As parts of the U.S. begin to reopen and ease restrictions on physical movement, a major looming question is how to prevent new spikes in cases of covid-19. One commonly touted idea is to implement wide-scale temperature screenings at businesses and public places, as some companies like Amazon already are doing. But while such a plan might sound appealing, it’s likely to provide a false sense of security and could even increase the risk of transmission.
The underlying logic behind these screenings is easy enough to grasp. One of the most common and earliest symptoms of covid-19 is fever. So if you can identify someone with a higher-than-normal body temperature before they enter a busy public place or workspace, then you can keep everyone else safe from possible exposure.
But covid-19 and the coronavirus that causes it, called SARS-CoV-2, are complicated. Like many infections, people can spread this coronavirus before they start to feel sick or even if they never end up having symptoms at all. How often this happens is still being studied, but a substantial chunk of transmission in an outbreak is thought to come from presymptomatic and asymptomatic people—maybe even a majority of cases. So relying on temperature screening as the only line of defence against covid-19 is tantamount to fishing with a badly torn net.
Case in point: Missouri health officials reported this week that 412 employees and contract workers at a meat-processing factory in the state have tested positive for the virus. But all of those workers were also asymptomatic at the time. Undoubtedly, some of those workers, who have been advised to isolate and stay home for 10 days, will start to show symptoms, but the window of opportunity for further transmission would have remained open for days if the plant had only relied on temperature screenings.
That lesson hasn’t been absorbed by everyone, though. Also this week, the Associated Press reported that a Smithfield Foods pork-processing plant in South Dakota is opening its doors again following a massive outbreak of covid-19 that infected over 800 workers. But while the state has recommended testing for people about to enter the workforce again, it hasn’t mandated it, and Smithfield has also made it optional for its workers. Instead, people will be screened at tents prior to entering work, where they’ll have their temperature taken.
We also have evidence from earlier in the outbreak suggesting that these screenings simply aren’t very useful at preventing covid-19’s spread. When the disease was primarily localised in China at the beginning of the year, airports to and from the country began implementing temperature and symptom checks for travellers, often using fancy body-heat reading technology. But as we know now, covid-19 went across the globe regardless, with the earliest cases arriving in other countries long before these screenings were even put in place.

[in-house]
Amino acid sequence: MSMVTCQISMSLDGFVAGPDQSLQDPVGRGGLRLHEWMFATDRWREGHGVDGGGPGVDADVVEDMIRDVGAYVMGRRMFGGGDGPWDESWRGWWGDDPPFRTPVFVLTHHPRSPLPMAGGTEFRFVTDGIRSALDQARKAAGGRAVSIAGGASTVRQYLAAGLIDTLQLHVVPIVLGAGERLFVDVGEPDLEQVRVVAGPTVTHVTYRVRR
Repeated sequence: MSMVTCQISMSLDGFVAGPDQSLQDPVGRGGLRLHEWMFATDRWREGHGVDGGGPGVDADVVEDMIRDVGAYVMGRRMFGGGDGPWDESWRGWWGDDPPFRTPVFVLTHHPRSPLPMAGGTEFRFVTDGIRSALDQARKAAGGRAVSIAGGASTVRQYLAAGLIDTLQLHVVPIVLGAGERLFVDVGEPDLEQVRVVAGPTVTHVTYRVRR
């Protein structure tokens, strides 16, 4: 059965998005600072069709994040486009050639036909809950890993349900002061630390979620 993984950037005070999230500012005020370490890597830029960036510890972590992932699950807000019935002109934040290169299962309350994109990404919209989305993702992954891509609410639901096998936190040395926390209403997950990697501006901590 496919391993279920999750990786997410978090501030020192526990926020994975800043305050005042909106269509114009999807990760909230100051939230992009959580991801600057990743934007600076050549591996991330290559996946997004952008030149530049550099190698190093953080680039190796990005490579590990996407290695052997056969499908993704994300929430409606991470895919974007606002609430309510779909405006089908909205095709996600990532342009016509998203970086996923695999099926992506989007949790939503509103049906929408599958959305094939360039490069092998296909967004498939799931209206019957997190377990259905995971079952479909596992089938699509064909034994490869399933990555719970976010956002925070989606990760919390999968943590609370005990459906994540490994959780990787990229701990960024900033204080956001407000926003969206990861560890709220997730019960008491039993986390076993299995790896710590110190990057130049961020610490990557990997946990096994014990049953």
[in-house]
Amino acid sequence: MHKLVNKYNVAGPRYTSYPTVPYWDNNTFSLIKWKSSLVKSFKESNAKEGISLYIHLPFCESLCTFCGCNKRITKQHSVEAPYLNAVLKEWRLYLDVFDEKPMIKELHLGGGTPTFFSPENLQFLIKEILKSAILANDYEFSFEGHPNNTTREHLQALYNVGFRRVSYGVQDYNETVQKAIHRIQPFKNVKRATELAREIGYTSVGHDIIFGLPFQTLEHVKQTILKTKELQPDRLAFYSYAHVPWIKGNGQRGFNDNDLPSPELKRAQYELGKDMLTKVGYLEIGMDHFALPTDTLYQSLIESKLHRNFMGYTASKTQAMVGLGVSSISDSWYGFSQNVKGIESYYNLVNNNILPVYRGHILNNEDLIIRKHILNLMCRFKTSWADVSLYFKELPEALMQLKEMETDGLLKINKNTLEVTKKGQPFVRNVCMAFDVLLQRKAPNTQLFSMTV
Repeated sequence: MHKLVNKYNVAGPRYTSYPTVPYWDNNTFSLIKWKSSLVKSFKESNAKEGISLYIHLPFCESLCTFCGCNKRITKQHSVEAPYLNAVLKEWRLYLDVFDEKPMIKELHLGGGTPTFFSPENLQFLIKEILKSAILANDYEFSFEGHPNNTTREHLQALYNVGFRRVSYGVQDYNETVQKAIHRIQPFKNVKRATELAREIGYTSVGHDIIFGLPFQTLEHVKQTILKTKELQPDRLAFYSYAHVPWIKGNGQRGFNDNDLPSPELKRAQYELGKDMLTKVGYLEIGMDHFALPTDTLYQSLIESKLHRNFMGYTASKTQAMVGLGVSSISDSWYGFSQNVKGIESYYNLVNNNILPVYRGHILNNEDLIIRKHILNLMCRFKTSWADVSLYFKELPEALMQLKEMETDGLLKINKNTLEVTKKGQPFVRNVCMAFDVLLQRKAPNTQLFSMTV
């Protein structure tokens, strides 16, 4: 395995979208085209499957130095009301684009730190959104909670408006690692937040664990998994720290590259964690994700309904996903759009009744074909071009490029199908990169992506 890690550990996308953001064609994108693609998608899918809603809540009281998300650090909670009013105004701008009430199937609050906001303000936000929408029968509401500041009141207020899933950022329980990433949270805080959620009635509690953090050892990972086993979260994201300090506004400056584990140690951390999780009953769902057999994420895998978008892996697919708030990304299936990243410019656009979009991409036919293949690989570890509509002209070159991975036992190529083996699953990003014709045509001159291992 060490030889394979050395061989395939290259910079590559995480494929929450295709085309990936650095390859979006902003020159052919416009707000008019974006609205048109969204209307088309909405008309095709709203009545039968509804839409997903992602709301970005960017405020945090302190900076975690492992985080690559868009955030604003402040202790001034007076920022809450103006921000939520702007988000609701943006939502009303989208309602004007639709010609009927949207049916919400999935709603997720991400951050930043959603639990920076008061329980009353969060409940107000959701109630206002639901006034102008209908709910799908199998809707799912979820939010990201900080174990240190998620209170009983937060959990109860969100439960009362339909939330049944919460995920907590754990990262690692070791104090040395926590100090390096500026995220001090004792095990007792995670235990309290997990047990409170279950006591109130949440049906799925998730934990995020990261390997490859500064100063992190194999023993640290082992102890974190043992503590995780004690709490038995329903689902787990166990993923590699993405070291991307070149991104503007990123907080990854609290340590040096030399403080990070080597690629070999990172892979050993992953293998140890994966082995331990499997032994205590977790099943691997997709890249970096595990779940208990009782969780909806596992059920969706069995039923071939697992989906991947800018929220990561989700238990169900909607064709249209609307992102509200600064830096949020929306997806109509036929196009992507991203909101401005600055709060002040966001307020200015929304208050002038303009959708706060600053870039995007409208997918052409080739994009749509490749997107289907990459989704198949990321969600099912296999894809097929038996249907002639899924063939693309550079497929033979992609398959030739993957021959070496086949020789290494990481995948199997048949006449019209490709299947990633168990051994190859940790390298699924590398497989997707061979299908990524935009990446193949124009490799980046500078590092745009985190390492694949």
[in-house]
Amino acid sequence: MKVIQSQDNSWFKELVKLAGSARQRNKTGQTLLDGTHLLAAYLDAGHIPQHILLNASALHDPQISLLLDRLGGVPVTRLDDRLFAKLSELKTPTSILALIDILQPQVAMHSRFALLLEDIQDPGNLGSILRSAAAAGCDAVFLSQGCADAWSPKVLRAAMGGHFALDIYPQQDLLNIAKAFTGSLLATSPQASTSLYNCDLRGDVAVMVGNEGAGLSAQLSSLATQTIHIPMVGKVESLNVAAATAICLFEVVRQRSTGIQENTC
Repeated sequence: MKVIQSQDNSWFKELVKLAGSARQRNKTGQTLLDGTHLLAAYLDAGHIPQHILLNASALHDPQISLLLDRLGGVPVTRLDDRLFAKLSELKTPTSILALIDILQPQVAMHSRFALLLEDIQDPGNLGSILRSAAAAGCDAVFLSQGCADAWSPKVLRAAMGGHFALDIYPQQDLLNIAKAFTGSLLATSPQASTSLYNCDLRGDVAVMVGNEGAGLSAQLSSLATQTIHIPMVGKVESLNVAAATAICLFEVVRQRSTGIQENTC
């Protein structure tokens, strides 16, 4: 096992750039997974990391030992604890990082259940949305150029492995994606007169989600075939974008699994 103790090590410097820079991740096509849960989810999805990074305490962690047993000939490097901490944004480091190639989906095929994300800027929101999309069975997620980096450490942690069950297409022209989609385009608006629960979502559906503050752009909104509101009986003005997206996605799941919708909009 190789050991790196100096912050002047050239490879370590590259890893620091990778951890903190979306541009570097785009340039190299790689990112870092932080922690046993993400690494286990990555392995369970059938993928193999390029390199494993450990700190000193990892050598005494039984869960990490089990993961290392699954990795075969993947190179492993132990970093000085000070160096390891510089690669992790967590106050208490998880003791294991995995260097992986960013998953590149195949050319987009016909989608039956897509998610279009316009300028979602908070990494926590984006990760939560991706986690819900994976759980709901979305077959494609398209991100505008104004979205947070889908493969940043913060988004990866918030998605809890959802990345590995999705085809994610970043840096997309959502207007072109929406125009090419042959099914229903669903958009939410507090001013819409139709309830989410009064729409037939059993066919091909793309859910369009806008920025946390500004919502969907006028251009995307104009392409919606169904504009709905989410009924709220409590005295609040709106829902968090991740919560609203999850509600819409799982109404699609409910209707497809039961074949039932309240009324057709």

A study in late February, for instance, estimated that more than half of infected travellers would be missed by these screenings, even under the best circumstances, with most missed cases being “fundamentally undetectable, because they have not yet developed symptoms and are unaware they were exposed.”
It isn’t just the ineffectiveness of temperature screening that’s the problem here. While some companies have pledged to provide paid leave to workers who become sick with covid-19 or test positive, there are plenty of stories from people, often in the service industry, who claim that their diagnosis was used as an excuse to fire them. If fevers become the red line in deciding whether you can keep your job, then some people will feel incentivized to hide them by taking fever-reducing medication. There have already been accounts of outbreaks originating from people who didn’t appear outwardly sick because they took fever reducers before starting work.
Ideally, temperature screenings would be one small part of the plan to get businesses back up and running. More important priorities would be providing adequate protective equipment and ways to avoid close contact for employees; routine and widely available testing (and possibly antibody testing, if and when we can use them to determine immunity); and job security for those who contract the virus or who rightly don’t want to jeopardize their health for a paycheck. All of this would be preempted by successful efforts to actually reduce the spread of the virus in cities and states, as countries like South Korea and Australia have already accomplished.
But nothing about this country’s response to covid-19 has been ideal, and it’s more likely that these temperature screenings will be used as a false panacea by businesses and states eager to ignore the problem.